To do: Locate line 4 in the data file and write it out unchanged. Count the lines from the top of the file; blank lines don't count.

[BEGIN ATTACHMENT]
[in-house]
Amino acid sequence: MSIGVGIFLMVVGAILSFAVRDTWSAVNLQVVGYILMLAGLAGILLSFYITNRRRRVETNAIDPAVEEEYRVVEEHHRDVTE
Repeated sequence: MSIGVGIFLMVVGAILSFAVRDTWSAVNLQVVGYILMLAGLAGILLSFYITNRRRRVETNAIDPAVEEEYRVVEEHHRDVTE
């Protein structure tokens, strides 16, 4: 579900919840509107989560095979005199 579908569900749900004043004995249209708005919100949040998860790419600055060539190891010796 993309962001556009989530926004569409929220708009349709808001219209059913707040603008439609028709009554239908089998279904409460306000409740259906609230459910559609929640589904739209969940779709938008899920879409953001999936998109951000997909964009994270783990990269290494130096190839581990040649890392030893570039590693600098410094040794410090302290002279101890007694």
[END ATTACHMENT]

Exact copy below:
């Protein structure tokens, strides 16, 4: 579900919840509107989560095979005199 579908569900749900004043004995249209708005919100949040998860790419600055060539190891010796 993309962001556009989530926004569409929220708009349709808001219209059913707040603008439609028709009554239908089998279904409460306000409740259906609230459910559609929640589904739209969940779709938008899920879409953001999936998109951000997909964009994270783990990269290494130096190839581990040649890392030893570039590693600098410094040794410090302290002279101890007694």